Frutexites from stromatolites of the Gunflint Iron Formation of Canada, and its biological affinities

M. R. Walter*, S. M. Awramik

*Corresponding author for this work

Research output: Contribution to journalArticlepeer-review

31 Citations (Scopus)

Abstract

The microfossil Frutexites is known from many Palaeozoic and some Proterozoic carbonate sedimentary rocks. We recently found unusually well-preserved examples in the early Proterozoic Gunflint Iron Formation of Ontario, Canada. These are preserved in chert, along with other microfossils of the Gunflint microbiota. The Gunflint examples have previously been described as laminated, columnar-branching microstromatolites. We have found narrow tubes (interpreted as trichome moulds) axially placed in many of the microcolumns. By comparison with extant organisms, we interpret Frutexites as a thick-sheathed scytonematacean cyanophyte. These are the oldest known fossil scytonemataceans. They apparently grew within mats of other microorganisms. These probably were photosynthetic organisms, which may have significant implications in the interpretation of some occurrences, such as in the fore-reef facies of Devonian reefs in Western Australia.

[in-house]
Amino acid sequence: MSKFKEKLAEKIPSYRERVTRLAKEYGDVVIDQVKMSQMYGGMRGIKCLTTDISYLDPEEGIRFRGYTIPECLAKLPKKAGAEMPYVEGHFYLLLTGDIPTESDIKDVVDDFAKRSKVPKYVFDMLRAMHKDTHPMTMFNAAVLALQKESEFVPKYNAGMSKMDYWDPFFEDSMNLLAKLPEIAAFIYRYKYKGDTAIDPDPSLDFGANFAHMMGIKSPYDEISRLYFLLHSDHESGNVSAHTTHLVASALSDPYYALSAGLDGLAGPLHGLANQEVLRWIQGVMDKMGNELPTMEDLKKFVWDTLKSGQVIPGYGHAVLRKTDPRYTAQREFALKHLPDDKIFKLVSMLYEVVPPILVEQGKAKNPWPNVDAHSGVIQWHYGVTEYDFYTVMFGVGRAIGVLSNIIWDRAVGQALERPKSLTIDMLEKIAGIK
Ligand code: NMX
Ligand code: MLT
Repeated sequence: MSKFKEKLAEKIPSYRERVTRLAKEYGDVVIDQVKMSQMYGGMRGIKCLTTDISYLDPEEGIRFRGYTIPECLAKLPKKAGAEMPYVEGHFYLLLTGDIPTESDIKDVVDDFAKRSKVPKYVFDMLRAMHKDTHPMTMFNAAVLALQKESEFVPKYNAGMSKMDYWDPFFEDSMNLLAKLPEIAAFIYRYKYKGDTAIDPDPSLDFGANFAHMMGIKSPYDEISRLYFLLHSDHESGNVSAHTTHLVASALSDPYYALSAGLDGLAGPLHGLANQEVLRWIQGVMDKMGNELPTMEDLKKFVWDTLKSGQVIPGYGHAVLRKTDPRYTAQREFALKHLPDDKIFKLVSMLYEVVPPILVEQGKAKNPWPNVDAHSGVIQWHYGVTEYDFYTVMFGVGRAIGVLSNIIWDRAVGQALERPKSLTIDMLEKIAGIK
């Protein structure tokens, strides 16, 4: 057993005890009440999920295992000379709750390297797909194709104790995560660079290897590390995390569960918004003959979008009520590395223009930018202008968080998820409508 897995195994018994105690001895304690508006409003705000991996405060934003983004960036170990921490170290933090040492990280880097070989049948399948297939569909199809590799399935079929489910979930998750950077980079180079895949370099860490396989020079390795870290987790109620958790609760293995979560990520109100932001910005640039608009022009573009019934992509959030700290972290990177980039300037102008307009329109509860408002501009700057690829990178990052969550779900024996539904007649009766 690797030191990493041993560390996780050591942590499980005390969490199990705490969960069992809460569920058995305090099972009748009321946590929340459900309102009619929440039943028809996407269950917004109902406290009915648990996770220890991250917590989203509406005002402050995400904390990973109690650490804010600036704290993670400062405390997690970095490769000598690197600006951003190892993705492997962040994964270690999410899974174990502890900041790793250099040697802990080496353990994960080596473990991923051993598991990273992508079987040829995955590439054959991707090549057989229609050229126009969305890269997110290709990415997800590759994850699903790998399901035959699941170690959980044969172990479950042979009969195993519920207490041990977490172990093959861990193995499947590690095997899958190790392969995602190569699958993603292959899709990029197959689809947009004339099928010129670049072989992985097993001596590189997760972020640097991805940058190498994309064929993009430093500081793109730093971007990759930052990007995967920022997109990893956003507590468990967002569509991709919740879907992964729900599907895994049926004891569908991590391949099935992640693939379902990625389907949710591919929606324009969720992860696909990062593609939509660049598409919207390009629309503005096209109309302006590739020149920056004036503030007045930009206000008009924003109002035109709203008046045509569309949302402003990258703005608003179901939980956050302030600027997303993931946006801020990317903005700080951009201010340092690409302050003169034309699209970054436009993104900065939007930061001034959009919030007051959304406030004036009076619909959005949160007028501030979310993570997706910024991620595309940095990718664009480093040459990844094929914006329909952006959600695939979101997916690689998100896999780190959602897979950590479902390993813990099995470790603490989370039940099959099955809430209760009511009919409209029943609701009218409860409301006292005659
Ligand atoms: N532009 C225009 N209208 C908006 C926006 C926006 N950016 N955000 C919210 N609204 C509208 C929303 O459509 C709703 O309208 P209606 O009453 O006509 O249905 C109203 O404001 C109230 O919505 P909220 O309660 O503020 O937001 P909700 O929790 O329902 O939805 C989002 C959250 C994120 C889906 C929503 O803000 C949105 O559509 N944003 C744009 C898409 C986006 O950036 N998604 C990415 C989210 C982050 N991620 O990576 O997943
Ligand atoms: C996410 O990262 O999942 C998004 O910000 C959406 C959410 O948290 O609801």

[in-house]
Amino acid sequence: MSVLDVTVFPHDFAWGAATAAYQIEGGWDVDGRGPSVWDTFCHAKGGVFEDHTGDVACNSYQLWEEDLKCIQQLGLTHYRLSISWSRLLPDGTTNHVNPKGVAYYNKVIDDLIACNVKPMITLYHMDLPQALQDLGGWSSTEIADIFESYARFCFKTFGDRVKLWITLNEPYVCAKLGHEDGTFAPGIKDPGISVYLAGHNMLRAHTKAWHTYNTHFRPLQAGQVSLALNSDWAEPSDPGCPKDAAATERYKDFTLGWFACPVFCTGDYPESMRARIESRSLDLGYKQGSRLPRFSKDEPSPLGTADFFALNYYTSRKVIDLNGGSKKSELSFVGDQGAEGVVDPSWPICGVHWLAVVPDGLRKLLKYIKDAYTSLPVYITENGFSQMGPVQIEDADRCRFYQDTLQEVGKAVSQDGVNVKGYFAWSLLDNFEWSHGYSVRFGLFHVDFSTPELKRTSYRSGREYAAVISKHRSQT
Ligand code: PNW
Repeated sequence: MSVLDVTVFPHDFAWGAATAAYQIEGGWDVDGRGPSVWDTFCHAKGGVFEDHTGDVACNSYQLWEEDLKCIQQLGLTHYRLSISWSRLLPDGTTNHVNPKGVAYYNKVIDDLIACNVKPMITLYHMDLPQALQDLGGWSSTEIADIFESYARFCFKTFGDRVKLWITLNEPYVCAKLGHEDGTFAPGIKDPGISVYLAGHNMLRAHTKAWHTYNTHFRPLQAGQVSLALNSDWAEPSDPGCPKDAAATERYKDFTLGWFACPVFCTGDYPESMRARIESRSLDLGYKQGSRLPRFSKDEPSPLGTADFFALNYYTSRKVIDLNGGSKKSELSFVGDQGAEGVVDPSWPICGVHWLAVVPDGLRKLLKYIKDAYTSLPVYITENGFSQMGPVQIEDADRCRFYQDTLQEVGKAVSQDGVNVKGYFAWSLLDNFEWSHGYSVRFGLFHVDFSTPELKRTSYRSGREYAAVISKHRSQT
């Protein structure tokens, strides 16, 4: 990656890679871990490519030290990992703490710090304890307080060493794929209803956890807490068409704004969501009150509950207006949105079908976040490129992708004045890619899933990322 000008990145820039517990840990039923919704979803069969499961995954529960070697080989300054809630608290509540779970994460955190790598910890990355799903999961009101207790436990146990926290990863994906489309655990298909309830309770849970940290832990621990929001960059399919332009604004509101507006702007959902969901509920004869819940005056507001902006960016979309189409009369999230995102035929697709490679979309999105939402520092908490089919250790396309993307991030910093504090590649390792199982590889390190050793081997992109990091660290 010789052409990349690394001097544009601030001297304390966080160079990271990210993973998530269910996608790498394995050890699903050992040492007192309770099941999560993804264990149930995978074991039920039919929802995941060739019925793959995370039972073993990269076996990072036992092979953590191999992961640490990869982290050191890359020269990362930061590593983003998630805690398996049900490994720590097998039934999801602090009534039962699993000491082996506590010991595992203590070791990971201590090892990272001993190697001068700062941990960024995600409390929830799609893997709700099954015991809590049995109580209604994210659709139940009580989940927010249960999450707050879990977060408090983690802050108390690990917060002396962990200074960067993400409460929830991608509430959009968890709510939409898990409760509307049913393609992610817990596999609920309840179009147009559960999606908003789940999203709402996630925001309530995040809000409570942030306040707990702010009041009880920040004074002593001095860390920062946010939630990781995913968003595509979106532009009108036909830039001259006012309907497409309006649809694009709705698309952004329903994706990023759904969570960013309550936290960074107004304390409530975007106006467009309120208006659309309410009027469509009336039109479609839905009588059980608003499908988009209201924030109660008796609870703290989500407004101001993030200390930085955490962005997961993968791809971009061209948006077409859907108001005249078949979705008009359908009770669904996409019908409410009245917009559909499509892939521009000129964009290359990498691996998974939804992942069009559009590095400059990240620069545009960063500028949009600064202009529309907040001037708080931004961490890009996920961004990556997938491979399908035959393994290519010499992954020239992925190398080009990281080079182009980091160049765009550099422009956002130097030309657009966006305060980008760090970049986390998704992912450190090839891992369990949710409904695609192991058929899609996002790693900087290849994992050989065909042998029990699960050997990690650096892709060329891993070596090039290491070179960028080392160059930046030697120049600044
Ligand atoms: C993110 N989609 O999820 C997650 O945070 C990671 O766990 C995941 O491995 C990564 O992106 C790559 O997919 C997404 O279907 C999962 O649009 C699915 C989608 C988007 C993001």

Original languageEnglish
Pages (from-to)23-33
Number of pages11
JournalPrecambrian Research
Volume9
Issue number1-2
DOIs
Publication statusPublished - 1979
Externally publishedYes

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